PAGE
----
Q: So you did hear it?

Paquin: Not all of it, but enough to get a feeling for sort of what it is.

Elliott: It’s Peter’s expertise as a director. He is responsible for this thing, in terms of the actors. I think he can take full credit for where it went. They hire us for a reason. They hire each of us because they think we fit whomever these characters are they are creating. But Peter’s the one that draws that out. Then there certainly is a whole other world that has nothing to do with the actors. That Peter wouldn’t even take credit for that, other than he is there but he is not the one that’s literally creating the computerized end of the world. Maybe it’s his vision that they are achieving. He is pushing them and challenging them like he does with the actors. He’s a pretty incredible character, I find.

Q: Anna, were you working on your TV series during these recordings?

Paquin: No, that was over. I want to say that when I met the people at Pixar while we were still shooting; but then we didn’t record until a good ways after the series was over. I remember because I had green hair at the time, and I know I definitely didn’t have green hair when we were shooting “True Blood.” I was on my sort of extended vacation/delayed maternity leave where I dyed my hair whatever color I want, because I am actually 12 years old. (She laughs.)

Q: What was your favorite Pixar movie before “The Good Dinosaur?”

Paquin: “Up.” I still cry during that movie.

Elliott: I probably would say “Up” as well. I haven’t seen every Pixar movie that’s ever been made. … (looking at Paquin) I shouldn’t be saying that.

Paquin: (to Elliott) But your daughter is 29, so that makes sense.

Q: Being a mom, is this something that’s kind of cool for your daughter or son to see?

Paquin: I have one of each, actually.

Q: Are they excited to see the film?

Paquin: Yeah, and I don’t have to wait until they are 18/ oh-my-God-“I don’t want watch my parents doing that” to show it to them. (She laughs.) For starters, I would literally do anything that Pixar wanted me to do. I love their films even though I’m not a huge animation geek or fan. But I find their emotional stories and character development to be every bit poignant as I do when I’m watching a live action film. That is what Pixar has managed to do so beautifully with all of their films. They really tap into the thing that makes you sit in the movie theater and weep. Generally, animation doesn’t do that to me, except for when Mufasa (the father in Disney’s “The Lion King”) dies. I cry every time.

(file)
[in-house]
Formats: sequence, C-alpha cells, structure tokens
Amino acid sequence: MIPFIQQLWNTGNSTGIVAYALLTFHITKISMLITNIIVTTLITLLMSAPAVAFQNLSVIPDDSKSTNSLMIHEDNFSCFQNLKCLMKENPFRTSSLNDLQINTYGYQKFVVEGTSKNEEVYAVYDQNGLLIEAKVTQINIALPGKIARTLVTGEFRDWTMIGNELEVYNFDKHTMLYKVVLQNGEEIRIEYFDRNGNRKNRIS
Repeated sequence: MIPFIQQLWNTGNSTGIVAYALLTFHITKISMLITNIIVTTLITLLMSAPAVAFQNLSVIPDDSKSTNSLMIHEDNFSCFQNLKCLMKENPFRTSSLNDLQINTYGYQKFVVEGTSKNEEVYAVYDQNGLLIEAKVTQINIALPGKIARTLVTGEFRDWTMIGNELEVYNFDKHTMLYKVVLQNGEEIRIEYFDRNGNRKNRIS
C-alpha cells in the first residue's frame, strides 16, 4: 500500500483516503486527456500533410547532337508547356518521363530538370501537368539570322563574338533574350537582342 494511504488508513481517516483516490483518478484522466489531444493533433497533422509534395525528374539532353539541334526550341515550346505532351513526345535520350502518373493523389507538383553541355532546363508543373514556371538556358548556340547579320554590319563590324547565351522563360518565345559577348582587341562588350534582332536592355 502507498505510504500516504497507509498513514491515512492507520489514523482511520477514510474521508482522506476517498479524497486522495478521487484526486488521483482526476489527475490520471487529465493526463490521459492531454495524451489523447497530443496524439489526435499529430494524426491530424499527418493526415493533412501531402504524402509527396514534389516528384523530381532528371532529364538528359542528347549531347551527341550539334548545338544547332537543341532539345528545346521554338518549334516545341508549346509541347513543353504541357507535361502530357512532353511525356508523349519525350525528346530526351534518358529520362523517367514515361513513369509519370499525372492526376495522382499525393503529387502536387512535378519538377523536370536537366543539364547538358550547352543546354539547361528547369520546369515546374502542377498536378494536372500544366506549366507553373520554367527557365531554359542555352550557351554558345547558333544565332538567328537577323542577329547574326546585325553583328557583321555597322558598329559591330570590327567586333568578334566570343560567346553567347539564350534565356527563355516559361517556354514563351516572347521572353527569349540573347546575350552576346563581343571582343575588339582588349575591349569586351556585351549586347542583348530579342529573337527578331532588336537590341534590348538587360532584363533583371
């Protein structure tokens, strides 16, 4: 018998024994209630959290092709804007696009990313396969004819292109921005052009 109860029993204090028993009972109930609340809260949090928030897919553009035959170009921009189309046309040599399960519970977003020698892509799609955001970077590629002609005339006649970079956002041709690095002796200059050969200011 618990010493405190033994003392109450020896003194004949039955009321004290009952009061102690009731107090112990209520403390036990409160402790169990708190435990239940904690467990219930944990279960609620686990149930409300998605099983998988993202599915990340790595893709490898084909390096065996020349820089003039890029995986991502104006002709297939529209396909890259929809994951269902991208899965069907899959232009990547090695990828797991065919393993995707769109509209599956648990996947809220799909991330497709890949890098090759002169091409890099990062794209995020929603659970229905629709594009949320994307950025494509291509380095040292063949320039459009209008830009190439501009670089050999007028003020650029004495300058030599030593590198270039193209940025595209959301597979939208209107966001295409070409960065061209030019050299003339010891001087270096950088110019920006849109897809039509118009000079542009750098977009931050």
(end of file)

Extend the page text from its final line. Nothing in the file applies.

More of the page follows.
Q: Did you get to visit Pixar headquarters in Emeryville, California?

Elliott: (Paquin and Buckley) did. I didn’t go.

Paquin: (to Elliott) It’s because you are really busy.

Elliott: Nah, they were going to have me come up, but then they decided not to, and they came to Santa Monica (California) to record me.

Q: Anna, how was the Pixar experience?

Paquin: Oh my God, I desperately wish I had some talent as far as graphic design, computer programming, drawing or anything vaguely that might mean I could get a job at Pixar in my next life. Their office/cubicles/speakeasy/bunkers… They literally get to design each of their own little spaces and they have a budget to do so. I was like, “How could I not work with somebody who takes creativity to be actually a meaningful and real thing but who also is going out of their way to put the people who are creating their product in an environment that they find stimulating.” It’s just so exciting and sort of inspiring. I didn’t want to leave.

Q: Did they film you while you were in the recording booth, and if they did, did you see any part of yourself in your character? Being a mom, I thought a lot of the movie was kind of scary for little kids. What was your opinion on that.

Paquin: My kids can’t see it just yet. They’re only 3 years old and they’re pretty sensitive. They have never seen anything on a big screen yet, so I feel like if you are watching it on an iPad, it may be not so scary for little ones. But having this huge and beautifully intense and perfectly executed, quite sophisticated story, there is nothing inappropriate. It’s just really emotionally intense in a lot of places.

I feel like I was a little kind of watching it on the big screen. So maybe not for the 3-year-olds yet.

Q: Can you talk about being filmed and if you saw any characteristics of yourself in the characters?

Elliott: I think that they are just looking for…

Paquin: our mannerisms.

Elliott: Yeah, I think that’s all it is.

Q: What did you think of the movie, Sam?

Elliott: I haven’t seen the movie yet. I’m going to see it Tuesday with a real audience, instead of a loaded audience. Although, there may be some people that are loaded in the audience.